So-So, by Shreya Mukkerjee, NewsBytes : ...Bringing the age-old horror movie logic that the ghost is actually good, when you sit to analyze Bhoot Police, your head will hurt. Hence, analyzing is not the answer. Even with numerous loopholes, the movie makes you laugh senseless. The final twist is apparent from miles away but again, who cares. It's no Stree but you will still enjoy it thoroughly.... full review
So-So, by JOGINDER TUTEJA, Planet Bollywood : ...Eventually, Bhoot Police doesn’t aim to establish itself as a memorable film but what it does well is to be good fun while it lasts. Play it on for a lazy evening out with the family.... full review
So-So, by Namrata Thaker, Rediff : ...Bhoot Police had a lot of potential, but the makers have ended up making a horror-comedy which is not too funny, hardly scary and quite frankly, quite missable.... full review
So-So, by Stutee Ghosh, The Quint : ...Saif is solid and Bhoot Police puts us in a particularly forgiving mood where the lulls don’t ruin the whole film for us. Harmless fun is always a good idea.... full review
Thumbs down, by Deepa Gahlot, Deepa Gahlot : ...It is left to Khan and Kapoor to enliven the proceedings with their bickering, and there’s a too-brief cameo by Jaaved Jaaferi as a cop hot on their heels of the conmen; they do their best, but it’s not an easy task to beat such dreariness. The two male leads speak in a rustic lingo (Pleej, ij), but because they are stars, they are allotted a rather stylishly grungy wardrobe... full review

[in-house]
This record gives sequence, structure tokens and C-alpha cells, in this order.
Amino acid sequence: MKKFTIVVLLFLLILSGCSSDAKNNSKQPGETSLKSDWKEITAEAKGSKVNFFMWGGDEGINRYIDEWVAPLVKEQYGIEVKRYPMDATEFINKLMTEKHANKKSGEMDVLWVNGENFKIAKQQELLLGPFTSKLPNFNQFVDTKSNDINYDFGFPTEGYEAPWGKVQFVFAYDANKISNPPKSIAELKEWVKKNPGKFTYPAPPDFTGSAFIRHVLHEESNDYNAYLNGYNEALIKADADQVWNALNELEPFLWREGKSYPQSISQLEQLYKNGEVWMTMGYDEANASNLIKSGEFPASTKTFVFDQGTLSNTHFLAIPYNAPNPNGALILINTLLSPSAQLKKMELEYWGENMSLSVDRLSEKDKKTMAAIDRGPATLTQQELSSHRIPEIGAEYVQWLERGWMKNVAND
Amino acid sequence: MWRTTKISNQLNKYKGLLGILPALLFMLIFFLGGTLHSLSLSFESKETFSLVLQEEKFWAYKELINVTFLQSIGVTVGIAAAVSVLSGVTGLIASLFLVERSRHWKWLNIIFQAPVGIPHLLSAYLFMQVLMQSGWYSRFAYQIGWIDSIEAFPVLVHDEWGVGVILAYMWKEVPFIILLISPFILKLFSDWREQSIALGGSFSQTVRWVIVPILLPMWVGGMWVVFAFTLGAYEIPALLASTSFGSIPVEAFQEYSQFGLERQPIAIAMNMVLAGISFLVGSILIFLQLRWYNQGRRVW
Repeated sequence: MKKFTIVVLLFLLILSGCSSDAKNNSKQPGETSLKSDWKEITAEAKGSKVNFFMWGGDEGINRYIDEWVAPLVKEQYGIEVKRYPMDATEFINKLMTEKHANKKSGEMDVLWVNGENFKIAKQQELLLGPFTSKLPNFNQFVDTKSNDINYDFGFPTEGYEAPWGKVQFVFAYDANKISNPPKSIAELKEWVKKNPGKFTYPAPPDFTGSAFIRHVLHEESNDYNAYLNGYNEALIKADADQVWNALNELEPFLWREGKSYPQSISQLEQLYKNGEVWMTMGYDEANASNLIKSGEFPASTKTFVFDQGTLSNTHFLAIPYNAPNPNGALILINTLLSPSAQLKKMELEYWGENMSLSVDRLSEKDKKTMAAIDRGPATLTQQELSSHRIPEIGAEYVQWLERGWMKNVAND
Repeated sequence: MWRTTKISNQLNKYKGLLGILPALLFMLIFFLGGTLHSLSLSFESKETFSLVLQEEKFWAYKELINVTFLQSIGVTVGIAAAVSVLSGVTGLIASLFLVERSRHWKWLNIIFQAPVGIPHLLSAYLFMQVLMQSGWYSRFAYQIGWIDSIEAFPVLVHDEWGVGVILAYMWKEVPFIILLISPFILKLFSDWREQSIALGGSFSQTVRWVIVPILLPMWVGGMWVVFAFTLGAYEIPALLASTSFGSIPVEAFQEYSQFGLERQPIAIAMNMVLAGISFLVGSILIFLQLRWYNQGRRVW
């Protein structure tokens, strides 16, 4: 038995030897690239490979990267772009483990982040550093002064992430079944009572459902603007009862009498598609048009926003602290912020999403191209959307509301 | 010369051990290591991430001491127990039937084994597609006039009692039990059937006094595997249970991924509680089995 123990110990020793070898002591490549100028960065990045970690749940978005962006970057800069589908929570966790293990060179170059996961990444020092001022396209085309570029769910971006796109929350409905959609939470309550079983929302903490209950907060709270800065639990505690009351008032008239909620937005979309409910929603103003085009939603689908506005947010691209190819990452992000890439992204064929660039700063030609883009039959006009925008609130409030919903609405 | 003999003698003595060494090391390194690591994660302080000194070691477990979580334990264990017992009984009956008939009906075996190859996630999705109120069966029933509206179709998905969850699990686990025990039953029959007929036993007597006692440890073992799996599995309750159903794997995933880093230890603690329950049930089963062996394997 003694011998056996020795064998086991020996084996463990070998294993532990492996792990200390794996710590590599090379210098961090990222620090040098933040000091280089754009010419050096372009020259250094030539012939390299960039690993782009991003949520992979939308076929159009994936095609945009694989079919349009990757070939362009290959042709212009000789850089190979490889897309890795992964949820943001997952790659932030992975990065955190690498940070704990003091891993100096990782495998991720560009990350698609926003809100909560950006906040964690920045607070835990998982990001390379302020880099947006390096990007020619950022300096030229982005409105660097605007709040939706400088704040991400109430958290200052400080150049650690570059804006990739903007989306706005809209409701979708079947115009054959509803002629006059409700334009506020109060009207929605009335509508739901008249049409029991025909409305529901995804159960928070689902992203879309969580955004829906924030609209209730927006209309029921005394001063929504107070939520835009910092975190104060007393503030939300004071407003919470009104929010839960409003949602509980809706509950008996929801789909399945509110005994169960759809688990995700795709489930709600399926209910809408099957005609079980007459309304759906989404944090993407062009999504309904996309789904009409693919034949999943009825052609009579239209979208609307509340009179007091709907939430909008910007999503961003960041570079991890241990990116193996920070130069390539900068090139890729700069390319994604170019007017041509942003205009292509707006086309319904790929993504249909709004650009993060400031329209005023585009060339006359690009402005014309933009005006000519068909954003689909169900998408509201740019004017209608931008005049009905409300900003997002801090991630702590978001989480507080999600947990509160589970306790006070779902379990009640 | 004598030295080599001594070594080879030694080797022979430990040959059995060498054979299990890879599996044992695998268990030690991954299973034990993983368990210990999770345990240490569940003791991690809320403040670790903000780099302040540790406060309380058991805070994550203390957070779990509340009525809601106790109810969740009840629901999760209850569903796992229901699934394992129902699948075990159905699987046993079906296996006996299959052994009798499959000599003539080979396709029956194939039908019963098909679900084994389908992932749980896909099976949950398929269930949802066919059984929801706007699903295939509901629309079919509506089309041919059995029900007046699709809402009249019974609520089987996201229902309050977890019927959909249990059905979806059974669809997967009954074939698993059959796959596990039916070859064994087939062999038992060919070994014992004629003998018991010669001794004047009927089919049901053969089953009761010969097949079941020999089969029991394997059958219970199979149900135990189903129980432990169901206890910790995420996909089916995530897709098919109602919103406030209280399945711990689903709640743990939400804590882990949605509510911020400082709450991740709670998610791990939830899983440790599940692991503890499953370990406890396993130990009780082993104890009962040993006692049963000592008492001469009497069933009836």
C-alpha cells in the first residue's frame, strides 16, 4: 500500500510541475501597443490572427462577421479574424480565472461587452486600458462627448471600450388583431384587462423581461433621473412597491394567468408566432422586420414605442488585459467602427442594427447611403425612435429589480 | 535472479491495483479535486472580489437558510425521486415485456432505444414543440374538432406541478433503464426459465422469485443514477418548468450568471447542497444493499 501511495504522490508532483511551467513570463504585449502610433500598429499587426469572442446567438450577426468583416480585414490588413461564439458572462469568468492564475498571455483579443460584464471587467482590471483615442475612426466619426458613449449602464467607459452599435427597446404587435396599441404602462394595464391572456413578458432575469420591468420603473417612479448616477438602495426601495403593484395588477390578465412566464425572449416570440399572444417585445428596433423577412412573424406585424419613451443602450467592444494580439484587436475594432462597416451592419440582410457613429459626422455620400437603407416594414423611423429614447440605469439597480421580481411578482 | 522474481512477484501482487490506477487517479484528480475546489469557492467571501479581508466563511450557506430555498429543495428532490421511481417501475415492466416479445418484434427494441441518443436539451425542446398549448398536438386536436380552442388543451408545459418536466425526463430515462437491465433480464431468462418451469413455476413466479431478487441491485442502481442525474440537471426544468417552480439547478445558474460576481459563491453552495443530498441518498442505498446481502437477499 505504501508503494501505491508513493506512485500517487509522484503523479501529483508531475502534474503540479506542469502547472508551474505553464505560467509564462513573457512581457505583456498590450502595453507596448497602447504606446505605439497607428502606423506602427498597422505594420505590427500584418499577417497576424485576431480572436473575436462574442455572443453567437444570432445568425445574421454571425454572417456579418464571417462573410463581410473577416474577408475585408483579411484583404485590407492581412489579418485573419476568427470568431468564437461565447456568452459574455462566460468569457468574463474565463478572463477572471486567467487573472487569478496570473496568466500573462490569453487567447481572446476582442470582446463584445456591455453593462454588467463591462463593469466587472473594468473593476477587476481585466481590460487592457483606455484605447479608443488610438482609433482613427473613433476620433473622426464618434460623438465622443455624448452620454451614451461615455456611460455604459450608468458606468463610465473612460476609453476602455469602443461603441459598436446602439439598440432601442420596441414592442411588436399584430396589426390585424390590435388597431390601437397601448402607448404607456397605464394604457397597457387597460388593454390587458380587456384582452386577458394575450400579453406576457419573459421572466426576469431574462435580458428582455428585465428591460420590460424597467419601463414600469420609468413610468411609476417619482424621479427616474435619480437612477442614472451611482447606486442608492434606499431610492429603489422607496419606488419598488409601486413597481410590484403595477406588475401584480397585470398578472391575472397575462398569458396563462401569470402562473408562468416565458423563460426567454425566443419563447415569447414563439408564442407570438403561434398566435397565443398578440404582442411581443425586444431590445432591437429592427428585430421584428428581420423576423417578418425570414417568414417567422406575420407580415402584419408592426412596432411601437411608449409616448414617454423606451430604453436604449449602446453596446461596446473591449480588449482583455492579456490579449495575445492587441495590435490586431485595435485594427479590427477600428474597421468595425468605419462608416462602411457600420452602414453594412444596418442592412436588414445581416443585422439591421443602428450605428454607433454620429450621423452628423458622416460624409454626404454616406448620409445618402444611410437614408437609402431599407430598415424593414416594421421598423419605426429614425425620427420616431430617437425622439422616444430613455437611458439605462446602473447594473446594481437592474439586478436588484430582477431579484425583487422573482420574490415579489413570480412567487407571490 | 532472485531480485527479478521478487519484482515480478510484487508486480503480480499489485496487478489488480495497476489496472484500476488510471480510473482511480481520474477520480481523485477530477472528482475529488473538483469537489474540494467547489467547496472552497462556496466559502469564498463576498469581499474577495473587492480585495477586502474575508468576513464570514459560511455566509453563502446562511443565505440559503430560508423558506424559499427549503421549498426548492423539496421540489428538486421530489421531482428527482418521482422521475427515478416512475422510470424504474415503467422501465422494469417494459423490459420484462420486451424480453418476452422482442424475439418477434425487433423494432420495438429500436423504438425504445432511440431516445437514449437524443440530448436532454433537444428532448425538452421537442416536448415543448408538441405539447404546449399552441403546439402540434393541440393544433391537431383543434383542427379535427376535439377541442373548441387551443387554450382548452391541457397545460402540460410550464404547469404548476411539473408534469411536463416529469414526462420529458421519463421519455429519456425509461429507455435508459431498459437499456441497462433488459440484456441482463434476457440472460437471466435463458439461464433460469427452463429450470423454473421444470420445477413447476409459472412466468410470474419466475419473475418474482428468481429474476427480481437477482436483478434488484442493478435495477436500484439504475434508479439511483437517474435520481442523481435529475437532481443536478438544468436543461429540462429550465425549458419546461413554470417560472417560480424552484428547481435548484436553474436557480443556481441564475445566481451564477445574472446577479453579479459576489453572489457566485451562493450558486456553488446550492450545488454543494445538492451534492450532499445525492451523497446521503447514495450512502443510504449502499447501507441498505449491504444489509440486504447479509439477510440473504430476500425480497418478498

Thumbs down, by Rahul Desai, Film Companion : ...The irony is lost upon the makers. Then again, some pop-cultural humour – like Saif looking at a sheepish Arjun when someone declares that “nepotism has ruined the country,” a running joke about juice (“How’s the juice?”), and a mandatory demonetisation dialogue – seems to be enough these days. After all, if a mediocre film is self-aware, it’s not really mediocre, right? Right?... full review
Thumbs down, by Anupama Chopra, Film Companion : ...He lumbers along, as does the film, for more than two hours. Watching Bhoot Police, I realized that a film which is mediocre is more soul-sucking than one that is actively awful because you see glimpses of what might have been.... full review
Thumbs down, by Shantanu Ray Chaudhuri, Free Press Journal : ...The actors are clearly having fun, and some of it rubs off on the viewer too. Saif Ali Khan, in particular, is a breeze — with his love for episodes of Naagin, demanding a GST for his services or even going ‘I see dead people!’. Arjun Kapoor provides able foil. But one can never get over the feeling that one, the material is too thin for a two-hour-long film; two, the actors are not earthy enough for the characters they are playing.... full review
Thumbs down, by Renuka Vyavahare, Times of India : ...While almost everything fails, the only comedienne, who truly makes an impression here is Johnny Lever’s talented daughter Jamie Lever. Her character singing Aishwarya Rai’s dreamy romantic number ‘Aao Na’, while her husband struggles to take a dump has you rolling with laughter. If you must watch this film, watch it for her.... full review